Apologists for Thought leaders in the workers compensation insurance industry like to tout how they want injured employees to “return to work.” But insurance industry rhetoric about the importance of return to work is belied by at least three common scenarios involving employees with serious work injuries.
Employer requires an employee to resign in order to receive a lump sum settlement for their workers compensation claim: Early on in my career a defense lawyer told me that his client “Didn’t want their employees driving to the plant in an Escalade (this was the mid-2000s) after they settled their workers compensation case.” Putting aside the absurdity of someone who earns wages that would make their kids eligible for free or reduced lunch buying a luxury SUV after they had been off of work for an extended length of time, this practice indicates that some employers really don’t want injured workers to return to work after an injury.A recent discussion over the WILG listserv indicated that resignation as a condition of a workers compensation case settlement was a common practice across the United States. An agreement to resign normally comes as a separate severance agreement. Those settlement agreements may not be binding if an employer doesn’t include the right language in the release which is why an injured worker would want to consult with an employment lawyer or have a lawyer familiar with employment law and workers compensation represent them in their work injury.
Certain states, like Massachusetts, outlaw the practice of conditioning a settlement on resignation. Even in states where the practice is considered lawful lawyers may consider challenging such practices on the basis of anti-retaliation laws, unfair claims practice laws or causes of action that prevent interference with contractual relationships.
Employer requires employee to return to work with “no restrictions”. 100 percent healed policies are considered to violate the Americans with Disabilities Act by the Equal Employment Opportunity Commission (EEOC) and by some intermediate level federal appellate courts. Regardless of whether the Supreme Court or Congress ultimately decide such policies are illegal, oftentimes a person with an injury that requires surgery and time off from work is going to have some permanent restrictions.Many times requests that an employee return to work without restrictions are sent after an employee exhausts their 12 weeks of FMLA. Oftentimes employers will extend a short amount of unpaid leave in addition to FMLA. When injured employees receive these letters many of them feel like their company is trying to push them out. This feeling can sometimes be correct. That’s why it is helpful to have an attorney who knows how workers compensation and employment laws intersect.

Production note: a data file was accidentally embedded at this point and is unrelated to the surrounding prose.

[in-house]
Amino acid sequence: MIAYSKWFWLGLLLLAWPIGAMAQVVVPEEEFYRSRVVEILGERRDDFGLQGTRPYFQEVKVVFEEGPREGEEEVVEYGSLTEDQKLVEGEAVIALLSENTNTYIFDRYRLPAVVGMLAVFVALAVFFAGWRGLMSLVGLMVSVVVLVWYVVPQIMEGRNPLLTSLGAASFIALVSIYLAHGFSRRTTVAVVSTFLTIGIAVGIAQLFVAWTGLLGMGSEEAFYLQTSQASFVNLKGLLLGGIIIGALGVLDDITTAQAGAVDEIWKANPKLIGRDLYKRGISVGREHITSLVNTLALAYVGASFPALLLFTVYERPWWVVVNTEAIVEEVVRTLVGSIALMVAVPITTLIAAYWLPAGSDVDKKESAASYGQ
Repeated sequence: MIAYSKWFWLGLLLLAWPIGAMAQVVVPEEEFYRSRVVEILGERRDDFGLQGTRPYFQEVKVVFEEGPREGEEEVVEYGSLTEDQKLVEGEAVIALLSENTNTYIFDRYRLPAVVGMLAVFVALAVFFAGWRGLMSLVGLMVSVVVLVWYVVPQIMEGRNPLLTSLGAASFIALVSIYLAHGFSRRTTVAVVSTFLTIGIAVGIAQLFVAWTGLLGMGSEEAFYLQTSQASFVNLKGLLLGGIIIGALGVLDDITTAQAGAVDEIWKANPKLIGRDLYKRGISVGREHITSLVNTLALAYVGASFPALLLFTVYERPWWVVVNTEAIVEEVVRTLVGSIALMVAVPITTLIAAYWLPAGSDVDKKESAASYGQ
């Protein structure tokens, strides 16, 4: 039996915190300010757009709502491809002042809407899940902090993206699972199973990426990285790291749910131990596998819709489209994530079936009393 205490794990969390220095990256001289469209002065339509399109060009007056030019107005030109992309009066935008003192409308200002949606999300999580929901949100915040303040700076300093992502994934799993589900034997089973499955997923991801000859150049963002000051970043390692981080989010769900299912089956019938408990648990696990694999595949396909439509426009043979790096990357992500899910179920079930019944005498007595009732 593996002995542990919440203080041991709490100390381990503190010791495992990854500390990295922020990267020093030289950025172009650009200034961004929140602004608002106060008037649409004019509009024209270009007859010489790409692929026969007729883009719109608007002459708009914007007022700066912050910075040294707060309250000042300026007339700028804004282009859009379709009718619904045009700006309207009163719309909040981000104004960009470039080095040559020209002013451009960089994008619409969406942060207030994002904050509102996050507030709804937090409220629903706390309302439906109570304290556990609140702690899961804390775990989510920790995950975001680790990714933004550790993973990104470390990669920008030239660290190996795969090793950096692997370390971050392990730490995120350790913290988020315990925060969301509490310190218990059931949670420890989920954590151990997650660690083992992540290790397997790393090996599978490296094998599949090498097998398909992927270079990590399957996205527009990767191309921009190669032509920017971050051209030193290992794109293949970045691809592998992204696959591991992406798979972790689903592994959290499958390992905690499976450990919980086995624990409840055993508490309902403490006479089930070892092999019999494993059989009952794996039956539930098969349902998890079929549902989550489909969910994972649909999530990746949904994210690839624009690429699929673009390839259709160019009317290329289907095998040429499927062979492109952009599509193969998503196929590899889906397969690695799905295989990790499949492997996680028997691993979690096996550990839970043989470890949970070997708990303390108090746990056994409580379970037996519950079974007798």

Employer suggests that employee apply for private disability for a work injury: Private short-term (STD) and long-term disability (LTD) policies can be helpful to employees. Some policies even allow employees to collect both LTD and STD with workers compensation benefits.But some employers will push employee onto disability because it is cheaper than paying workers compensation benefits. Even more insidiously if an employee stays off work long enough that they are eligible for long term disability, some long-term disability policies require that employees apply for social security disability or SSDI in order to continue receiving LTD. Many of these policies hold if an employee receives SSDI they need to payback the LTD insurance company for the time that SSDI and LTD benefits overlapped.
I ran into a policy like this representing a client in a disability discrimination case. Courts have questioned the legality of these policies as well. If you are stuck in a situation where you are applying for long term disability because of a work injury and being forced to apply for SSDI, you should consult with a lawyer who is familiar with workers compensation and SSDI.
What can I do if the Social Security Administration (SSA) says I have been overpaid disability benefits?
This is a very common problem, unfortunately. There are a number of factors that cause these issues to come up so frequently.
First, the rules about how much one can make differ, depending on what type of disability benefit is received. Social Security Disability Insurance (SSDI) recipients can earn over $1,000 per month without jeopardizing their monthly benefit. But almost every dollar earned by Supplemental Security Income (SSI) recipients can affect the amount of their monthly benefit, as this benefit is partially based upon a recipient’s financial situation. These amounts can change over time.
Second, there are many different rules about when you can earn money from working above what is called the substantial gainful employment level and not jeopardize your continued entitlement to disability benefit. It’s difficult to summarize all of the circumstances, yet alone know all of the rules, for a claimant. What’s more, simply providing the SSA your wages doesn’t absolve you from having to repay overpayments. The SSA doesn’t look at this information on a regular basis. Years later, you may get a “Dear John” letter advising you that you were overpaid thousands of dollars.
Finally, you may simply get wrong or bad information from someone when you meet with or speak with the SSA. It’s important to document when you spoke with the person and who that person was. If possible, get them to put their advice in writing.
When faced with an overpayment, there are two things you should always do. First, Continue reading →